Geithner: Europe threatens U.S. economy

@CNNMoney July 25, 2012: 10:01 AM ET
Treasury Secretary Tim Geithner warns that the European debt crisis threatens the U.S. economy.

Treasury Secretary Tim Geithner warns that the European debt crisis threatens the U.S. economy.

WASHINGTON (CNNMoney) -- The biggest threat to the U.S. economy is Europe, Treasury Secretary Tim Geithner said Wednesday.

"The economic recession in Europe is hurting economic growth around the world, and the ongoing financial stress is causing a general tightening of financial conditions, exacerbating the global slowdown," Geithner said in testimony before the House Financial Services Committee.

Geithner's testimony comes as part of his role as chief of a regulatory group called the Financial Stability Oversight Council.

Geithner touted that four years after the financial crisis the system is "stronger and more resilient." He said that banks now hold far more capital in reserves than they used to.

And the size of the "shadow banking system," or financial contracts called derivatives, that remains unregulated has shrunk since the crisis, Geithner said.

But the European debt crisis remains a substantial threat to U.S. and worldwide growth, according to the Treasury chief.

"A severe crisis in Europe would necessarily have very substantial, adverse effects on the United States," Geithner said.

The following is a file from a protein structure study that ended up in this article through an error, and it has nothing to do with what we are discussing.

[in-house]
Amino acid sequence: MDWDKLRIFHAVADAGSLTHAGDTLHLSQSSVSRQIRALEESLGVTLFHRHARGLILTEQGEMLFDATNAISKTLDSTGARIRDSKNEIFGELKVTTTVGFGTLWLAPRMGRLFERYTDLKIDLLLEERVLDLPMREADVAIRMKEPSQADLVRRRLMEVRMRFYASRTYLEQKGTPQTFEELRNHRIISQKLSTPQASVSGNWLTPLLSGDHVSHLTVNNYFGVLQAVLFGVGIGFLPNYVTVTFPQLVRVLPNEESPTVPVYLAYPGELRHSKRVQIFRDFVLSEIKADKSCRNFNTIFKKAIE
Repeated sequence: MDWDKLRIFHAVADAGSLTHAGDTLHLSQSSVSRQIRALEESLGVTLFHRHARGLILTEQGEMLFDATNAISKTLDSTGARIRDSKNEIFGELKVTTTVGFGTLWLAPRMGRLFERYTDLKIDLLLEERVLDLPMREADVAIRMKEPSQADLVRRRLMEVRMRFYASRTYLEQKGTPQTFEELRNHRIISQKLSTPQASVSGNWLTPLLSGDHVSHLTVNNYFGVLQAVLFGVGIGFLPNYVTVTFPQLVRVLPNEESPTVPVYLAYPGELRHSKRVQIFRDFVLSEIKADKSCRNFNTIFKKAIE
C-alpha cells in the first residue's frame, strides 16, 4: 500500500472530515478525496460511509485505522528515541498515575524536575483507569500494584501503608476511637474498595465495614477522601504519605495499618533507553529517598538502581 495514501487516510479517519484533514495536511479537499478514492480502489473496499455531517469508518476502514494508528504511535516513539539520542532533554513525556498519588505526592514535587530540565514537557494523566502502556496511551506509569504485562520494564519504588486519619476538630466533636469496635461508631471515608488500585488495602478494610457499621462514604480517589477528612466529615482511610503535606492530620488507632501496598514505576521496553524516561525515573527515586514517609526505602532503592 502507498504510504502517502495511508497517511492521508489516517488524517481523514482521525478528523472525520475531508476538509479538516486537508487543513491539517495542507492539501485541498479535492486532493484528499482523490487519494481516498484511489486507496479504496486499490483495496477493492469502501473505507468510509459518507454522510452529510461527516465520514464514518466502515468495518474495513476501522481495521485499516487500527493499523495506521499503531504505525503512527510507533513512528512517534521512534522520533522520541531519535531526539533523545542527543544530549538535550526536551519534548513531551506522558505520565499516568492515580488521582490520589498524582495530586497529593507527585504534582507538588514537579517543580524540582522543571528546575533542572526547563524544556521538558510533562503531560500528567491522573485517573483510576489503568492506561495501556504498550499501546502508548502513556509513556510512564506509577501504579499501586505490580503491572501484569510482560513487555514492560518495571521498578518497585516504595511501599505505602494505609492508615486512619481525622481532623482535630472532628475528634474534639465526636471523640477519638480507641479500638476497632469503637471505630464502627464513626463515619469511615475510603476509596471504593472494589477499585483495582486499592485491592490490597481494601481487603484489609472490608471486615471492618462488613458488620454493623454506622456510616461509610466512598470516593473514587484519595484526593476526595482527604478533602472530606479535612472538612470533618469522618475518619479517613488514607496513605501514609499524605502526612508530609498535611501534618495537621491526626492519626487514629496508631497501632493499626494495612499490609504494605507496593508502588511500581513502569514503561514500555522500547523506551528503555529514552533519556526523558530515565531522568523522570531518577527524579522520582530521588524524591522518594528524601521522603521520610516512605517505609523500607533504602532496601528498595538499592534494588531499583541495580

Geithner said that the U.S. economy has also been hurt by the rise in oil prices earlier this year, cuts to government spending and slow rates of income growth. He warned that economic growth could be curtailed more by approaching tax increases and spending cuts, and uncertainty about what Congress will do as the so-called fiscal cliff approaches.

"These potential threats underscore the need for continued progress in repairing the remaining damage from the financial crisis and enacting reforms to make the system stronger for the long run," Geithner said.

During the hearing, Geithner is expected to be asked about his role running the New York Federal Reserve, which is embroiled in the scandal over rigging of a key financial benchmark that impacts interest rates for mortgages, loans and derivative contracts worldwide.

While Geithner was in charge of the New York Fed, the agency got early warning signals that the British bank Barclays was fixing the Libor rate.

Geithner didn't mention the Libor scandal in his opening statement. To top of page

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